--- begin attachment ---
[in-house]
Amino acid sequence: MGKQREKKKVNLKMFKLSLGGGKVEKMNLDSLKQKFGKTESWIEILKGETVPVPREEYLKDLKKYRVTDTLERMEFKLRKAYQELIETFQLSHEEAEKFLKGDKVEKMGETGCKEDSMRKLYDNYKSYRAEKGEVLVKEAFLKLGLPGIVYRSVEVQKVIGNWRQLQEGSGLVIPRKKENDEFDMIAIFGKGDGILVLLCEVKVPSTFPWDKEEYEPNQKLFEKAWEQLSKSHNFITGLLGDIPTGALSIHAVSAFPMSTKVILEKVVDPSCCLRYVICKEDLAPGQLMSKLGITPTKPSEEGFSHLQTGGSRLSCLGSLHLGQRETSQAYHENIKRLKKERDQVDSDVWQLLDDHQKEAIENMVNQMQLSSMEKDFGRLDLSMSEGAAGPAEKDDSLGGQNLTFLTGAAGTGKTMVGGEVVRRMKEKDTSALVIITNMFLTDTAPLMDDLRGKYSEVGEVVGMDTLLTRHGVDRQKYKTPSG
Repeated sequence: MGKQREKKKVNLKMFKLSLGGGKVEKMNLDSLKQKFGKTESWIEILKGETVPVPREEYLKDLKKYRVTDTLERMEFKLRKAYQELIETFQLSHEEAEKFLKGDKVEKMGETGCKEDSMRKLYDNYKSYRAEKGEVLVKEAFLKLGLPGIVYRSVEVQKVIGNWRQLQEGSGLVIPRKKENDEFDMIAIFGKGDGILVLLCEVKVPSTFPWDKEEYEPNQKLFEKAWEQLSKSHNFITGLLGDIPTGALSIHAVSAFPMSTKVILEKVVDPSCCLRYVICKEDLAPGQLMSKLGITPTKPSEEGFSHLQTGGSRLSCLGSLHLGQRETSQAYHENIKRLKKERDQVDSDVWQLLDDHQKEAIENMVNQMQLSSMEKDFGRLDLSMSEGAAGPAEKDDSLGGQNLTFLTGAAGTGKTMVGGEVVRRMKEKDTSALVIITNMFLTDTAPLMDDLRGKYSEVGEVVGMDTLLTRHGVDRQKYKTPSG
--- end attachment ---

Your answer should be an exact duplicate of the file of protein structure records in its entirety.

[in-house]
Amino acid sequence: MGKQREKKKVNLKMFKLSLGGGKVEKMNLDSLKQKFGKTESWIEILKGETVPVPREEYLKDLKKYRVTDTLERMEFKLRKAYQELIETFQLSHEEAEKFLKGDKVEKMGETGCKEDSMRKLYDNYKSYRAEKGEVLVKEAFLKLGLPGIVYRSVEVQKVIGNWRQLQEGSGLVIPRKKENDEFDMIAIFGKGDGILVLLCEVKVPSTFPWDKEEYEPNQKLFEKAWEQLSKSHNFITGLLGDIPTGALSIHAVSAFPMSTKVILEKVVDPSCCLRYVICKEDLAPGQLMSKLGITPTKPSEEGFSHLQTGGSRLSCLGSLHLGQRETSQAYHENIKRLKKERDQVDSDVWQLLDDHQKEAIENMVNQMQLSSMEKDFGRLDLSMSEGAAGPAEKDDSLGGQNLTFLTGAAGTGKTMVGGEVVRRMKEKDTSALVIITNMFLTDTAPLMDDLRGKYSEVGEVVGMDTLLTRHGVDRQKYKTPSG
Repeated sequence: MGKQREKKKVNLKMFKLSLGGGKVEKMNLDSLKQKFGKTESWIEILKGETVPVPREEYLKDLKKYRVTDTLERMEFKLRKAYQELIETFQLSHEEAEKFLKGDKVEKMGETGCKEDSMRKLYDNYKSYRAEKGEVLVKEAFLKLGLPGIVYRSVEVQKVIGNWRQLQEGSGLVIPRKKENDEFDMIAIFGKGDGILVLLCEVKVPSTFPWDKEEYEPNQKLFEKAWEQLSKSHNFITGLLGDIPTGALSIHAVSAFPMSTKVILEKVVDPSCCLRYVICKEDLAPGQLMSKLGITPTKPSEEGFSHLQTGGSRLSCLGSLHLGQRETSQAYHENIKRLKKERDQVDSDVWQLLDDHQKEAIENMVNQMQLSSMEKDFGRLDLSMSEGAAGPAEKDDSLGGQNLTFLTGAAGTGKTMVGGEVVRRMKEKDTSALVIITNMFLTDTAPLMDDLRGKYSEVGEVVGMDTLLTRHGVDRQKYKTPSG